The official verdict from the television networks came down at precisely 8 p.m., just as the polls closed in California: Barack Obama had won the 2008 presidential contest.
“An African American has broken a barrier as old as the Republic,” NBC anchor Brian Williams said. “An astonishing candidate, an astonishing campaign, a seismic shift in American politics.”
With plenty of time to prepare, all the networks made the call simultaneously, pronouncing with certainty what they had prognosticated throughout the night.
“Barack Obama will be the 44th president of the United States,” said ABC anchor Charles Gibson.
Over on CBS, anchor Katie Couric said: “We have breaking news, momentous news, really: CBS now estimates that because of victories in California, Washington, Oregon and Hawaii, Sen. Barack Obama of Illinois will be the next president of the United States."
The network projections came remarkably early compared with 2004, when the close count in Ohio left the outcome unclear late into the night. Tonight, the picture was much clearer, and the television anchors spent much of the night trying -– sometimes in vain -- to keep from calling the race until it was official.
“Barack Obama is going to be the next president of the United States,” Bob Schieffer said on CBS News shortly after 7 p.m., when the network projected that the Democrat had 206 electoral votes.
Others were a bit more reserved in their assessments.
“It’s getting very, very close for Sen. Obama,” CNN anchor Wolf Blitzer said around the same time. “And the climb for Sen. McCain -- you know, it’s hard to see how he gets to the 270.”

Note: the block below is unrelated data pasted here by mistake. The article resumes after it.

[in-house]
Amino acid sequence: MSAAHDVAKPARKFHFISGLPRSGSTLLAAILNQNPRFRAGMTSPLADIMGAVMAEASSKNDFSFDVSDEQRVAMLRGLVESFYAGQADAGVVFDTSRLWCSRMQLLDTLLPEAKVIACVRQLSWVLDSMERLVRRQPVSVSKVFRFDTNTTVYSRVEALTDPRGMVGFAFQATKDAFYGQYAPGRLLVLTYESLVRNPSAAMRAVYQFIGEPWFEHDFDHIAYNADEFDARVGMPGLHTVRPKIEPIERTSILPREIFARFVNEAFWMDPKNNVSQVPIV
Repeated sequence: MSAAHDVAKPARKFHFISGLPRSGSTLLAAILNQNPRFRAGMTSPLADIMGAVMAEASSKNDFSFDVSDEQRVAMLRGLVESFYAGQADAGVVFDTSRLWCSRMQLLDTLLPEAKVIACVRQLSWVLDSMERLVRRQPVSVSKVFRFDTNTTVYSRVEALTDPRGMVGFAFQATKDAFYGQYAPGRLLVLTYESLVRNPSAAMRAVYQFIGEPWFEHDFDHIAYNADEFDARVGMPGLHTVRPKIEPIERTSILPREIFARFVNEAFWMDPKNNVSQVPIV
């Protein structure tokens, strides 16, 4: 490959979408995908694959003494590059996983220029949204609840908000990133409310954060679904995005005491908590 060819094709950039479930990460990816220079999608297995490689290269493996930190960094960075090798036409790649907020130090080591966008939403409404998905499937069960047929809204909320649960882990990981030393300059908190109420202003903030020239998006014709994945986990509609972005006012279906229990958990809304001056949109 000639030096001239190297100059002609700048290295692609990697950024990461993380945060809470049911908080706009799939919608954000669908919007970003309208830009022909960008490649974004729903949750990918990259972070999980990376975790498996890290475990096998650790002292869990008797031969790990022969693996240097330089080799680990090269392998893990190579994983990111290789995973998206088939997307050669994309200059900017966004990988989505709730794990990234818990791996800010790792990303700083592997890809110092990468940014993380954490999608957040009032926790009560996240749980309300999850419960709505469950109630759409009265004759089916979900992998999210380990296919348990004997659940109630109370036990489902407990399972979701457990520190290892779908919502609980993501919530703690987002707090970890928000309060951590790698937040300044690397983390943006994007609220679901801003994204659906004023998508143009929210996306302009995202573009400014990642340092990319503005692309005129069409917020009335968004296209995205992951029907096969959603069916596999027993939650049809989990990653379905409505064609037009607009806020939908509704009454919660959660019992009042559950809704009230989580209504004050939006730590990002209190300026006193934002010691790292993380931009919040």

The relative discipline by the networks stemmed from the public drubbing the networks received in 2000 after their premature calls about who had won Florida contributed to massive confusion about the outcome of the race.
This year, the broadcast and cable networks vowed not to project a president-elect before a nominee officially had 270 electoral votes on his column. They held off awarding any electoral votes into all the polls in a state were scheduled to close, and waited for actual vote returns in close contests instead of projecting based on exit polls.
But that didn’t stop anchors and analysts from offering early hints about the way the race was leaning. The first clues came around 5 p.m., when the networks began handing Obama a win in Pennsylvania, a state Sen. John McCain had vowed to win.
“If Virginia doesn’t go the way the McCain campaign is hoping, then it becomes this iron triangle of survival for John McCain of Florida, North Carolina and Ohio,” NBC political director Chuck Todd said.
At 6:18 p.m., Fox News was the first network to give Obama the key prize of Ohio.
“Unless something miraculous happens in one of these non-battleground states, McCain’s situation is looking pretty dire,” anchor Brit Hume said.
“At the moment it still looks pretty grim for Sen. McCain and a very daunting task here,” Sam Donaldson said on ABC News 10 minutes later.
Over on NBC, Tom Brokaw agreed.
“Let’s cut to the chase here,” he said. “At this moment, this is very heartening news for Barack Obama.”
Shortly before 8 p.m., Hume noted that the California polls were about to close. “And you know what that means,” he said.
At 7:55 p.m., Williams urged viewers to keep watching because coming up, there would be “some major states, some major calls -– it gets exciting.”
Five minutes later, it was all over.
-- Matea Gold, Scott Collins, Maria Elena Fernandez and Martin Miller.